Artists Joseph “Bron4000” Molina and Ayami Suzuki-Molina Set their Sights on Second Saturday
Though there haven’t been many dry days so far this year, there are far worse ways to spend a Saturday night than strolling around the city and perusing the works of different artists. Second Saturday provides Sacramentans with the opportunity to do just that, with galleries through out the city staying open late to receive guests as well as host artists whose works are on display. The next Second Saturday will take place on February 9th, and two artists you’ll be able to familiarize yourselves with are Joseph “Bron4000″ Molina and his wife Ayami Suzuki-Molina, who will be showing their work alongside Bradley Platz and Josh Heilaman at SaraJane & Co. at 908 21st Street in Midtown. The San Francisco-based Molina (with a little help from Ayami) answered a few of Submerge‘s questions regarding the couple’s upcoming gallery show and his artistic background.
I saw that you and Ayami Suzuki had done a show together at KidRobot in San Francisco. The two of you are married, correct? How did you two meet?
Bron4000: Yes… to each other. I tugged at the red string tied to my pinky and her pinky happened to be tied to the other end of it. She’s a Molina now.
What are you bringing to the show in Sacramento? Is it different than last year’s show at KidRobot?
Bron4000: A little bit of this and that with some of those over there. I would like to think the new pieces are different from the KidRobot show. I would hate to be that “stuck artist”… too many of those. I might revisit an idea or two and flip it. After the pieces are hung… my opinion gets thrown through the window because it’s up to the viewer to formulate there own interpretations so, I’ll leave that up to y’all to decide.
The show at SaraJane & Co. in Sacramento also features the work of Bradley Platz and Josh Heilaman. Are you familiar with both these artists’ work?
Bron4000: I am now.
Ayami Suzuki-Molina: Me too.
Both at the same time: Interesting.
From what I’ve read, you were involved with the graffiti scene in San Francisco. Is this how you got your start as an artist?
Bron4000: I actually got into art from cartoons and Marvel comic books. John Romita, Sr. plus [John Romita] Jr. equals magma loogies. Graffiti had always been around, but it wasn’t until about ’82 when I caught my cousin doing it. Then I started to differentiate gang stuff from the dope shit. Thanks Swaz1er! Then I started biting folks like Dondi and Vaughn BodÃƒÂ©. I got foundations in San Francisco, but it was when I was living in Sacramento that I started to refine my stuff and began to get more notice.
How has the graffiti scene in SF changed since you’ve been involved in it?
Bron4000: Same baloney, different bread. Including myself at times. One thing I can’t stand is the hipster graffiti heads… 85 percent of them.
Had you always had designs to move more into the fine art realm?
Bron4000: I guess so… What I do love is the creative process—the more outlets, the better. The transition from graffiti to gallery is tough, because once it’s on a canvas it’s no longer graffiti. I would love to make that fine art money, though.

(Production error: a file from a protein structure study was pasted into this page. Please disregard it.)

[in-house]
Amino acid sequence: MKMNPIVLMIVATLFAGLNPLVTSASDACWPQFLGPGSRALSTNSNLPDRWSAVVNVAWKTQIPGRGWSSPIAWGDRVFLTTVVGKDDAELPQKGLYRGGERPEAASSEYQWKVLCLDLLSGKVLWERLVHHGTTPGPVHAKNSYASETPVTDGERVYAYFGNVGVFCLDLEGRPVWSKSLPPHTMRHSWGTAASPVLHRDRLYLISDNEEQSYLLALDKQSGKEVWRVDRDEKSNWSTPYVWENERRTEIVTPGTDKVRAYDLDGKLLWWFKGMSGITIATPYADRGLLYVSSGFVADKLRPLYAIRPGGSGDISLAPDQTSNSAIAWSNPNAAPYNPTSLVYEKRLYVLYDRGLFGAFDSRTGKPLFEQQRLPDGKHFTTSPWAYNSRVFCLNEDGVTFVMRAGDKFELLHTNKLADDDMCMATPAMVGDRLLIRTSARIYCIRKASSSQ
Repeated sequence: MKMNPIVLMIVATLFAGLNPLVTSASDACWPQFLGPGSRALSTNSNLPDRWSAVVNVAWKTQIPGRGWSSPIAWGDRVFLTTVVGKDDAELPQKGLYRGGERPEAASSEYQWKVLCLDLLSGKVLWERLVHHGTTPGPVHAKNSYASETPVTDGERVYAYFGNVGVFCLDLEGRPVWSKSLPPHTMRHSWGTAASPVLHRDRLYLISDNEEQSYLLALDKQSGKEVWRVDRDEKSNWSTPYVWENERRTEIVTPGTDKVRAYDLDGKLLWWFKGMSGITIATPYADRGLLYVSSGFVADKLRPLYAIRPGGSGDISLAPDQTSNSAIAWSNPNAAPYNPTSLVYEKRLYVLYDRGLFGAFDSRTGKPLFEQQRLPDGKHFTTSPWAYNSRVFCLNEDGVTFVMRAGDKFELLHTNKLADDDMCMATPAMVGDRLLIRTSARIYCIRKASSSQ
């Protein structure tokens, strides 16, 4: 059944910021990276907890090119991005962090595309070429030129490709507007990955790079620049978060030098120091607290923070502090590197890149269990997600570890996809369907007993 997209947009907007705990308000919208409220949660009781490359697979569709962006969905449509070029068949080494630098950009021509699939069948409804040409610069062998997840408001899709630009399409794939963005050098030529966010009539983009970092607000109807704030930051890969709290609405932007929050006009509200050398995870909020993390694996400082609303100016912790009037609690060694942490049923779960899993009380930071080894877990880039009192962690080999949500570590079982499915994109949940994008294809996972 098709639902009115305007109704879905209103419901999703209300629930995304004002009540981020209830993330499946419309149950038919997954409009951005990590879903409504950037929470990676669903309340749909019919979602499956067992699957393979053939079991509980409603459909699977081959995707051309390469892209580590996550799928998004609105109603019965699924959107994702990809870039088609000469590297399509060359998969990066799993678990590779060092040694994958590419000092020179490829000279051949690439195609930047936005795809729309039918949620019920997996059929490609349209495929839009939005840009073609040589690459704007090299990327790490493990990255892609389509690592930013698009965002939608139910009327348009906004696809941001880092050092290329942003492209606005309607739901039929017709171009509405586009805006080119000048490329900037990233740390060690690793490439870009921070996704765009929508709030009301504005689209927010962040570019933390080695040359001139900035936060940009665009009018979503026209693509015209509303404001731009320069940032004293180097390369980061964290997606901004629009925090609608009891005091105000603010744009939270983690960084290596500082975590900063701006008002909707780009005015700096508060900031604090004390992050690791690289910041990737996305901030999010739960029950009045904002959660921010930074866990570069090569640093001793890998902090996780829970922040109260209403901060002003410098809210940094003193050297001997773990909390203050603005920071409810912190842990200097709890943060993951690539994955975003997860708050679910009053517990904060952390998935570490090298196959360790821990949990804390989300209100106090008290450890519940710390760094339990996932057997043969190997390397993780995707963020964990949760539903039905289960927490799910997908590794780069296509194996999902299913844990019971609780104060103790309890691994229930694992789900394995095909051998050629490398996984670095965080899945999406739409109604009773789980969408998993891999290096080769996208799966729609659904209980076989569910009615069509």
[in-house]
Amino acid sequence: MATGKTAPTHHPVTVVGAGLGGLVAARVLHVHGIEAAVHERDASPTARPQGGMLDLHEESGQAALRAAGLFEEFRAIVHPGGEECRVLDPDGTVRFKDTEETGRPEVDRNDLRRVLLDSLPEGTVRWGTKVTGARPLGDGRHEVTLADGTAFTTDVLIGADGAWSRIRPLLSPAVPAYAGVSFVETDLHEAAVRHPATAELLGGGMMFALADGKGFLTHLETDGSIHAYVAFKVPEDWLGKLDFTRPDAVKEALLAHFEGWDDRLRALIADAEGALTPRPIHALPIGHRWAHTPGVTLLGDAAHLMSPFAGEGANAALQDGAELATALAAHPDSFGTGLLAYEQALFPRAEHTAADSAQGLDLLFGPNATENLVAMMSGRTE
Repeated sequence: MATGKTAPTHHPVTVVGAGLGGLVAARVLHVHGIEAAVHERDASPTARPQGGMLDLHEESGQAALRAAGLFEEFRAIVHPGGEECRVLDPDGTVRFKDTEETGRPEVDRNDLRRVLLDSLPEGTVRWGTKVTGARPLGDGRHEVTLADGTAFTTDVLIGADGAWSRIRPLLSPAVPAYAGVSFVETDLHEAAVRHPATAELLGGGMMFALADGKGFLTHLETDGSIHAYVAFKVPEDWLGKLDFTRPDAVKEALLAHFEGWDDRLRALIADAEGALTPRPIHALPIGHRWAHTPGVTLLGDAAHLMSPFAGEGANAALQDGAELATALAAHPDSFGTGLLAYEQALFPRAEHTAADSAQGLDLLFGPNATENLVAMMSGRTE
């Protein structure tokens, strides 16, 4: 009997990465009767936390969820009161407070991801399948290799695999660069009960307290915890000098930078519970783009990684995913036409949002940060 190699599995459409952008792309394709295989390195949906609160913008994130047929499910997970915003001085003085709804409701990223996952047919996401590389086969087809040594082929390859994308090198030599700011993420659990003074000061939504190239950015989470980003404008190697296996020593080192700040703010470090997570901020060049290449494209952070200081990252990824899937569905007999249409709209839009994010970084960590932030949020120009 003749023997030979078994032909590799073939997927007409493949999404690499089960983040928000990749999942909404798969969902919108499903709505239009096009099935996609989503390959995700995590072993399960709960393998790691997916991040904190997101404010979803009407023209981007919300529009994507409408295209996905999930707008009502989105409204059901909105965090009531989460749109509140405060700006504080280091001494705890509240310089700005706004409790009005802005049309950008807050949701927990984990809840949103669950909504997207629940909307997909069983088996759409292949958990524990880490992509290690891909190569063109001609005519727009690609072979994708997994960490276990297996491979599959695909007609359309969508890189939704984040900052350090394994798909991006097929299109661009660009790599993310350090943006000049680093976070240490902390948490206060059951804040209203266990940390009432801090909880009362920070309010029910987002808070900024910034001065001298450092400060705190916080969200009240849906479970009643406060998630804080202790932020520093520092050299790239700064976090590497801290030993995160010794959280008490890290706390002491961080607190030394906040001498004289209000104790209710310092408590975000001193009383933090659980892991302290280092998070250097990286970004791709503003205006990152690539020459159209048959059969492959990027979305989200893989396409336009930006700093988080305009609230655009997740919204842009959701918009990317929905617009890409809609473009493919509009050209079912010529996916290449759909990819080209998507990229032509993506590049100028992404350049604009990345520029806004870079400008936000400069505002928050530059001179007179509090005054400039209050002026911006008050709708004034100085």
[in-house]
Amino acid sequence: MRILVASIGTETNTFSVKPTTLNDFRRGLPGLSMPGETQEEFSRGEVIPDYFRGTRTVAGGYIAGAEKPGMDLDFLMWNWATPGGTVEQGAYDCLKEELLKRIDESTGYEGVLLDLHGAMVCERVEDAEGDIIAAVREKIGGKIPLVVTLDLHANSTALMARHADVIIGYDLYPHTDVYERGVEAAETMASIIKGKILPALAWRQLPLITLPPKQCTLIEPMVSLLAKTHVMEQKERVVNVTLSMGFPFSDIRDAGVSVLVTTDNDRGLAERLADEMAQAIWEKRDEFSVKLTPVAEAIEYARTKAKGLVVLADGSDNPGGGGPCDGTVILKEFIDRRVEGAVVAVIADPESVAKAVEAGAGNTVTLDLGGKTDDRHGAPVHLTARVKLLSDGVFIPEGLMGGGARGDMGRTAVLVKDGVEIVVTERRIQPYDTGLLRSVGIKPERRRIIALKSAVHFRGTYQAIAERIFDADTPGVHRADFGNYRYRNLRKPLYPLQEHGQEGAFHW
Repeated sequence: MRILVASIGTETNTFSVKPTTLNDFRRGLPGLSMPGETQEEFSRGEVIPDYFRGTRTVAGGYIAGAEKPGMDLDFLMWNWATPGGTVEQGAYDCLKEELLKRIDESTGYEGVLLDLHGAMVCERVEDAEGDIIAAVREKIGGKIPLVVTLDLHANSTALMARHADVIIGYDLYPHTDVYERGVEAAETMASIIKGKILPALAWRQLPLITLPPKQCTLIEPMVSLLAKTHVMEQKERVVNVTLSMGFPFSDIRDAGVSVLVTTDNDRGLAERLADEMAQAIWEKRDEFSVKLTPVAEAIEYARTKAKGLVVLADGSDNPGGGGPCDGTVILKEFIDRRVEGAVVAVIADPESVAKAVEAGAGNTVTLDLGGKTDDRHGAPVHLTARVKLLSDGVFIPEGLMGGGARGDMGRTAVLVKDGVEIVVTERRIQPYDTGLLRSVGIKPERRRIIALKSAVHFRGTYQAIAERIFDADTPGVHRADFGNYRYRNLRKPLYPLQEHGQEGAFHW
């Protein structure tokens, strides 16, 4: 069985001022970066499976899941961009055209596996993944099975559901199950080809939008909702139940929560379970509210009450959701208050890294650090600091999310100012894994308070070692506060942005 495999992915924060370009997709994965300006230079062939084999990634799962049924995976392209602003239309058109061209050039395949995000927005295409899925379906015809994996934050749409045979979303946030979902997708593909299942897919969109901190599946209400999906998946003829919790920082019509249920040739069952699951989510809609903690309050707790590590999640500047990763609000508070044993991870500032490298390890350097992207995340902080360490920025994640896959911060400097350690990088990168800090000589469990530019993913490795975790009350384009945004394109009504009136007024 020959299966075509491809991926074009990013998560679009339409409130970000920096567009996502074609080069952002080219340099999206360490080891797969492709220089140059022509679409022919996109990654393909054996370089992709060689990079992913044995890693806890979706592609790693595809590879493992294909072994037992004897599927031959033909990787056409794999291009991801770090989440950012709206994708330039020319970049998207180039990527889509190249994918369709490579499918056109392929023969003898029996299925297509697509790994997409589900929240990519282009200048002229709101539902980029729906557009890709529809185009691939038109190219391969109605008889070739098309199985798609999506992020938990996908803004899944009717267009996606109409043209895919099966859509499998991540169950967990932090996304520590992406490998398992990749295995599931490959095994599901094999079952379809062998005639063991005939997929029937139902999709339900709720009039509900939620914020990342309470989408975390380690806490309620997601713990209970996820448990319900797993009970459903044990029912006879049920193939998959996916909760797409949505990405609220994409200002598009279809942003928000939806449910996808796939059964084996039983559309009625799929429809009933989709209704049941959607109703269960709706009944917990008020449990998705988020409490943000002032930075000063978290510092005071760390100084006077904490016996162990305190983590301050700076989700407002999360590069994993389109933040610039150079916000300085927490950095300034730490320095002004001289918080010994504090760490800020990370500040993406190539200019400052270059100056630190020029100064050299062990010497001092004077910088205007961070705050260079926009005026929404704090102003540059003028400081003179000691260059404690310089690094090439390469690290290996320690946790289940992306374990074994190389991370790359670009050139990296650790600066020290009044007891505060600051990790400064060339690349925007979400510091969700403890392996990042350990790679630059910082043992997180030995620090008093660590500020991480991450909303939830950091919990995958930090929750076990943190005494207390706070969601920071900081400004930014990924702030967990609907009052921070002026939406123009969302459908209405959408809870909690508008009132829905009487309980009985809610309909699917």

Looking at the characters you paint, I see a lot of different things in them—from pop culture icons to perhaps a bit of an anime influence—and they have a sort of cartoon-y feel. Did you watch a lot of cartoons growing up? Do you still? If so, which ones do you think had the biggest impact on you as an artist?
Bron4000: Adult Swim. I wish it was on all day, but then I might as well get into Star Trek. Voltron, Tranzor Z, RoboTech, Transformers… whatever. I even watched The Snorks, Paw Paw Bears, Black Star, She-Ra, fuck it. Nowadays I like Aqua Teen Hunger Force, some SpongeBob and Ben 10. I don’t like the new Teenage Mutant Ninja Turtles. Saturday TV Fun House. Hell yeah … I think the writing in those cartoons is genius… even those old racist ass Warner Brothers ones. Droopy Dog was a pimp. South Park is kingin’ ’em all… Butters for Prime Minister! My wife being Japanese has nothing to do with any anime influence.
I saw that you’d done a vinyl figure for the KidRobot show. Is this something you hope to do more of?
Bron4000: Yes, I think I might have one for this upcoming show hopefully. I actually like painting those things because it’s 3-D. We’ll see…
When I was doing some research on you, I saw that your name also came up in regards to music. Do you also record? If so, how would you compare that creative experience as opposed to your artwork?
Bron4000: At times you can find me behind a mic, but not as much nowadays. I still keep writing rhymes, though. Gotta keep the sword sharp. Addict Merchants …yehbebeh. Music is more therapy for me. My focus has always been to paint. As far as the creative differences … with a band, it’s a give and take because there are more entities involved and you can only move about within certain perimeters without causing a conflict of ideas. It happens. You can only let so much out before the collective thinks you’re nuts.
In painting, it’s free jazz… all day. The influences are the same, though … at least for me. The thinking process is the same, just different ways of application. If you’re not looking for the perfect beat, then you’re looking for the perfect line or stoke. I haven’t found either.